# What uses can you think of for Perl 6's junctions?

Junctions

Perl 6 introduces the concept of junctions: values that are composites of other values.[24] In the earliest days of Perl 6's design, these were called "superpositions", by analogy to the concept in quantum physics of quantum superpositions — waveforms that can simultaneously occupy several states until observation "collapses" them. A Perl 5 module released in 2000 by Damian Conway called Quantum::Superpositions[25] provided an initial proof of concept. While at first, such superpositional values seemed like merely a programmatic curiosity, over time their utility and intuitiveness became widely recognized, and junctions now occupy a central place in Perl 6's design.

In their simplest form, junctions are created by combining a set of values with junctive operators:

``````my \$any_even_digit = 0|2|4|6|8; # any(0, 2, 4, 6, 8)
my \$all_odd_digits = 1&3&5&7&9; # all(1, 3, 5, 7, 9)
``````

| indicates a value which is equal to either its left or right-hand arguments. & indicates a value which is equal to both its left and right-hand arguments. These values can be used in any code that would use a normal value. Operations performed on a junction act on all members of the junction equally, and combine according to the junctive operator. So, ("apple"|"banana") ~ "s" would yield "apples"|"bananas". In comparisons, junctions return a single true or false result for the comparison. "any" junctions return true if the comparison is true for any one of the elements of the junction. "all" junctions return true if the comparison is true for all of the elements of the junction.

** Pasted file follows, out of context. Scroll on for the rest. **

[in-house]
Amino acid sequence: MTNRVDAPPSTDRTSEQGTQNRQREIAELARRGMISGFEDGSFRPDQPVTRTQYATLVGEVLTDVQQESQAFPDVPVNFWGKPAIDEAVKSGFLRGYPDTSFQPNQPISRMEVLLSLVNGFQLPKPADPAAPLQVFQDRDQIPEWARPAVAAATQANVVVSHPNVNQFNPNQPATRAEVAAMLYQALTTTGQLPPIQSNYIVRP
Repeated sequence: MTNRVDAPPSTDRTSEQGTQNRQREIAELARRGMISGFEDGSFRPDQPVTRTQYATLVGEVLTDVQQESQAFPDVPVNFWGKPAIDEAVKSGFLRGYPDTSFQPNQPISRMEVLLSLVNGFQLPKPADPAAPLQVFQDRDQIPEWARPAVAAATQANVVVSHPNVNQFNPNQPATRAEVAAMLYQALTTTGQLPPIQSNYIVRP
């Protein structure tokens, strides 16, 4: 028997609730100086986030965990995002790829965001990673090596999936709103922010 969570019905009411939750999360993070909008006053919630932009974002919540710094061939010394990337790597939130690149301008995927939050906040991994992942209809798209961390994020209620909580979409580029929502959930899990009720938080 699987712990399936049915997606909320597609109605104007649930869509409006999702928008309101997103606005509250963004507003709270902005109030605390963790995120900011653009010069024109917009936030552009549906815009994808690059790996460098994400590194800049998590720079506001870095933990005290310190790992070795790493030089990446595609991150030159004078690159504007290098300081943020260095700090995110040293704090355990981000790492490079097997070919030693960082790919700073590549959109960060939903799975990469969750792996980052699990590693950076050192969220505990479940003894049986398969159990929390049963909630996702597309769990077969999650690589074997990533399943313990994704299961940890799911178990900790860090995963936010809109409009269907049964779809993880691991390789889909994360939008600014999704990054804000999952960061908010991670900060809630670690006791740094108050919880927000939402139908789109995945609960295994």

Junctions can also be used to more richly augment the type system by introducing a style of generic programming that is constrained to junctions of types:

``````sub get_tint ( RGB_Color|CMYK_Color \$color, num \$opacity) { ... }
sub store_record (Record&Storable \$rec) { ... }
``````
-

How many days are in a given month?

``````given( \$month ){
when any(qw'1 3 5 7 8 10 12') {
\$day = 31
}
when any(qw'4 6 9 11') {
\$day = 30
}
when 2 {
\$day = 29
}
}
``````
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I could have also used `one()` instead of `any()`, but `any()` would probably be faster. –  Brad Gilbert Sep 24 '08 at 3:51
Actually for the February case, maybe I should have returned one(28,29); –  Brad Gilbert Dec 11 '08 at 5:16

The most attractive feature of junctions is that you don't need to write a lot of code test for complex situations. You describe the situation with the junctions, then apply the test. You don't think about how you get the answer (for instance, using short circuit operators or if blocks) but what question you are asking.

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I would appreciate an example of what you mean here. –  jettero Mar 5 '09 at 13:52
``````for all(@files) -> \$file {
Junctions have no order, so the VM is free to spawn a thread for every element in `@files` and process them all in parallel.